Charles Churchill

Poetry Books by Charles Churchill

Charles Churchill Books, Charles Churchill poetry book From Churchill's Secret Circle to the BBC Authors: Charles Richardson
Publisher: Potomac Books Incorporated
Published Date: 1991
Categories: Generals
Lieutenant General Sir Ian Jacob was a member of what Winston Churchill called my secret circle throughout World War II, and later became Director General of the BBC during its important period of readjustment in the post-war years. Widely recognized as one of the Army's most brilliant young officers, he had a unique opportunity, as staff co-ordinator of the military action of government, to observe the towering figure of Churchill, whom he accompanied on all his critical meetings with the Allies' national leaders. This book is based largely upon Jacob's hitherto unpublished diaries of his Churchill years and upon his personal papers and conversations with the author relating to his difficult and important role in the direction of the BBC.

Charles Churchill Books, Charles Churchill poetry book Churchill, the Struggle for Survival, 1945-1960 Authors: Lord Moran, Charles McMoran Wilson Baron Moran
Publisher: Basic Books
Published Date: 2006
Categories: History
A second installment of the acclaimed series spans a twenty-year period after World War II leading up to Churchill's death, in a volume that offers insight into his contradictory personality, legendary Iron Curtain speech, role in the Cold War era, and more. Original.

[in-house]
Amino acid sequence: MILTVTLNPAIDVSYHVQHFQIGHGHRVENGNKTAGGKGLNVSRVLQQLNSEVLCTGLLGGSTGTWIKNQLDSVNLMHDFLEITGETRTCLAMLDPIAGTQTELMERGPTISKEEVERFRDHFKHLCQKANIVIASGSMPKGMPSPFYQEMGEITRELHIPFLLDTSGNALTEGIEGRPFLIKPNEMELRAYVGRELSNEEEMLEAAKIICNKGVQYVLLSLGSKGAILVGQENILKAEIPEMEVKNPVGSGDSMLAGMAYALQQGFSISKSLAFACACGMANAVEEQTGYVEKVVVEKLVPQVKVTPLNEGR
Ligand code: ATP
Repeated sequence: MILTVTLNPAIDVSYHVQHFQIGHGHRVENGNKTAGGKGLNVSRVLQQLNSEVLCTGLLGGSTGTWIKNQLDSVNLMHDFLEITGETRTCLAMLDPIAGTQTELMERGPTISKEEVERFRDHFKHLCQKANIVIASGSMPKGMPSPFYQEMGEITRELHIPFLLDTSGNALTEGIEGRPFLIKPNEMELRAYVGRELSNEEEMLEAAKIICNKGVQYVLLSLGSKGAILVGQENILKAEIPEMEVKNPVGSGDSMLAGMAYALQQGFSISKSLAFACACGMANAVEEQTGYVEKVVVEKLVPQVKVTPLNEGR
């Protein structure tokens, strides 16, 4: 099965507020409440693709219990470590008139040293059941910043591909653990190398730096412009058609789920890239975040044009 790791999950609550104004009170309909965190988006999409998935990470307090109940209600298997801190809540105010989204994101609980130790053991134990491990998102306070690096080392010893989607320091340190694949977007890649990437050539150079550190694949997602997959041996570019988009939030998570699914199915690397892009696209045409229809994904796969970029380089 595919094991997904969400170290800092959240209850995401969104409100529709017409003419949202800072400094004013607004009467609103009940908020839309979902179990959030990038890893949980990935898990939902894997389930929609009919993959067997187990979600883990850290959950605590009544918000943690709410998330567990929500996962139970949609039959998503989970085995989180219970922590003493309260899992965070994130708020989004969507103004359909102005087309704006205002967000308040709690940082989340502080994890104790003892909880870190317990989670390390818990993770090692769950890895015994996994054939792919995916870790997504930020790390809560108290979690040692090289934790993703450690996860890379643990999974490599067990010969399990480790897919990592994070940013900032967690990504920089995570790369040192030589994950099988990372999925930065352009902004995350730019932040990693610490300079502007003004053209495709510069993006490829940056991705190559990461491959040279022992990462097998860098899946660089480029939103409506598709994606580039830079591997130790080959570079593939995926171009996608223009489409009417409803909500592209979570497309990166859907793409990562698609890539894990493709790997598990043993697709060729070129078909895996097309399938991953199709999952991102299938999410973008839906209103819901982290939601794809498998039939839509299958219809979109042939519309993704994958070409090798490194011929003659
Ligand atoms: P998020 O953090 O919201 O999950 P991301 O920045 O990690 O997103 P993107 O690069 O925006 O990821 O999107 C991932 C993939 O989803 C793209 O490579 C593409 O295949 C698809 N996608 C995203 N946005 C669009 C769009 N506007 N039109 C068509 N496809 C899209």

Charles Churchill Books, Charles Churchill poetry book Selected Poetry Authors: Charles Churchill
Publisher: Nottingham Trent Univ
Published Date: 2003
Categories: Poetry
This selection of poetry draws on different aspects of the poet's career to offer a comprehensive picture. It includes Churchill's most acclaimed and substantial poems, "The Prophecy of Famine," "An Epistle to William Hogarth," and "The Dedication to the Sermons."



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Poem of the day

Samuel Taylor Coleridge Poem
Frost At Midnight
 by Samuel Taylor Coleridge

The Frost performs its secret ministry,
Unhelped by any wind. The owlet's cry
Came loud, -and hark, again! loud as before.
The inmates of my cottage, all at rest,
Have left me to that solitude, which suits
Abstruser musings: save that at my side
My cradled infant slumbers peacefully.
'Tis calm indeed! so calm, that it disturbs
...

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